In his 1980 challenge to President Jimmy Carter, Ronald Reagan pulled off two famous debate lines that helped win a landslide. "There you go again," he quipped when Carter accused him of planning Medicare cuts. And he asked America a question that still echoes today: "Are you better off now than you were four years ago?"
Reagan's shaky performance in the first debate of 1984 raised questions about the 73-year-old president's fitness for another term. Next round, when asked about the age issue, Reagan silenced doubters by declaring with a twinkle that he would not "exploit for political purposes my opponent's youth and inexperience."
At that moment, "the campaign was over," the Democratic nominee, Walter Mondale, later told PBS journalist Jim Lehrer.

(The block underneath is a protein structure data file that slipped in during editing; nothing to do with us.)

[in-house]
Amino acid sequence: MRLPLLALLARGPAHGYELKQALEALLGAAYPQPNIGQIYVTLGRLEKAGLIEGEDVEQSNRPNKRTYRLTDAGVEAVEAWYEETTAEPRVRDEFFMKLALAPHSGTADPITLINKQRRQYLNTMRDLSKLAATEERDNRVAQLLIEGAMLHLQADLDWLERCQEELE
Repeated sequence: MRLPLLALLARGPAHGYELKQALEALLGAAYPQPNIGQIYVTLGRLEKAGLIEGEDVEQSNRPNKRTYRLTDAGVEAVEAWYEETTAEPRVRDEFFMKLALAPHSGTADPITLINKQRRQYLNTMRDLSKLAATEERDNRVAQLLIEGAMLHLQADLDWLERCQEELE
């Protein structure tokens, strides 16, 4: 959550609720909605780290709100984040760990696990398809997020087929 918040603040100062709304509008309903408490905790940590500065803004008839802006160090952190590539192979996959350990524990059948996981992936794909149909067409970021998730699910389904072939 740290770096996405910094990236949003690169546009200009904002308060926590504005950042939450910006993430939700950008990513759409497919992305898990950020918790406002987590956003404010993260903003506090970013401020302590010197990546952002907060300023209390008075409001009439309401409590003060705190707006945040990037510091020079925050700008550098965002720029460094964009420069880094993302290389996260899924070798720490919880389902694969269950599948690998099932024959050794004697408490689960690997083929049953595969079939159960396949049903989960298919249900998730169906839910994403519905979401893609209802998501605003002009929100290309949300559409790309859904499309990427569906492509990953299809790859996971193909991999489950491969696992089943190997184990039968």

Debates rarely yield such total triumphs, however. And they're seldom an election's single deciding factor, scholars such as McKinney say.
President Gerald Ford's insistence in 1976 that "there is no Soviet domination of Eastern Europe" undermined confidence in his ability as a Cold War leader. Texas Gov. Rick Perry wiped out his chance at this year's Republican nomination by forgetting the third of three federal agencies he wanted to eliminate. All he could say was, "Oops."
Although it doesn't happen often, McKinney said, "There is a chance to blow it."
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